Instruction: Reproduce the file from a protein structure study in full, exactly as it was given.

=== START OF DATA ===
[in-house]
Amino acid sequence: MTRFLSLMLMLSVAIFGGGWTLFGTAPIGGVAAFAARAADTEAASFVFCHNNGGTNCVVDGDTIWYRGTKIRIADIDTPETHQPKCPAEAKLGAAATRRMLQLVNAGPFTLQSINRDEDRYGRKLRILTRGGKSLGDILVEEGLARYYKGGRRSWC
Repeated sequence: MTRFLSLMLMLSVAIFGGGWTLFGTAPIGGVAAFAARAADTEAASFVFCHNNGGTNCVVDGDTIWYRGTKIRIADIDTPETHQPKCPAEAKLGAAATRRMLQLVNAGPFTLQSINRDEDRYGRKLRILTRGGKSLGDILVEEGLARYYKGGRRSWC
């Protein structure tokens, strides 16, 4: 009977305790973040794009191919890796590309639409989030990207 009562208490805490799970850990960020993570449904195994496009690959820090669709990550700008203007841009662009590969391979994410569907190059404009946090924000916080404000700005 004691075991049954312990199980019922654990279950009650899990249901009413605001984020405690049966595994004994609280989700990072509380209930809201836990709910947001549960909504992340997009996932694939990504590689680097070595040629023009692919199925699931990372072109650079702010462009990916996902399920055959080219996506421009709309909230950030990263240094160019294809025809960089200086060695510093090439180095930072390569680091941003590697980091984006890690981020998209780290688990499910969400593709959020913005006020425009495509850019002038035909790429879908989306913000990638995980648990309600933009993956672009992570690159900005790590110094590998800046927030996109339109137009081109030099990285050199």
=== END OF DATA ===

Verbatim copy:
[in-house]
Amino acid sequence: MTRFLSLMLMLSVAIFGGGWTLFGTAPIGGVAAFAARAADTEAASFVFCHNNGGTNCVVDGDTIWYRGTKIRIADIDTPETHQPKCPAEAKLGAAATRRMLQLVNAGPFTLQSINRDEDRYGRKLRILTRGGKSLGDILVEEGLARYYKGGRRSWC
Repeated sequence: MTRFLSLMLMLSVAIFGGGWTLFGTAPIGGVAAFAARAADTEAASFVFCHNNGGTNCVVDGDTIWYRGTKIRIADIDTPETHQPKCPAEAKLGAAATRRMLQLVNAGPFTLQSINRDEDRYGRKLRILTRGGKSLGDILVEEGLARYYKGGRRSWC
């Protein structure tokens, strides 16, 4: 009977305790973040794009191919890796590309639409989030990207 009562208490805490799970850990960020993570449904195994496009690959820090669709990550700008203007841009662009590969391979994410569907190059404009946090924000916080404000700005 004691075991049954312990199980019922654990279950009650899990249901009413605001984020405690049966595994004994609280989700990072509380209930809201836990709910947001549960909504992340997009996932694939990504590689680097070595040629023009692919199925699931990372072109650079702010462009990916996902399920055959080219996506421009709309909230950030990263240094160019294809025809960089200086060695510093090439180095930072390569680091941003590697980091984006890690981020998209780290688990499910969400593709959020913005006020425009495509850019002038035909790429879908989306913000990638995980648990309600933009993956672009992570690159900005790590110094590998800046927030996109339109137009081109030099990285050199």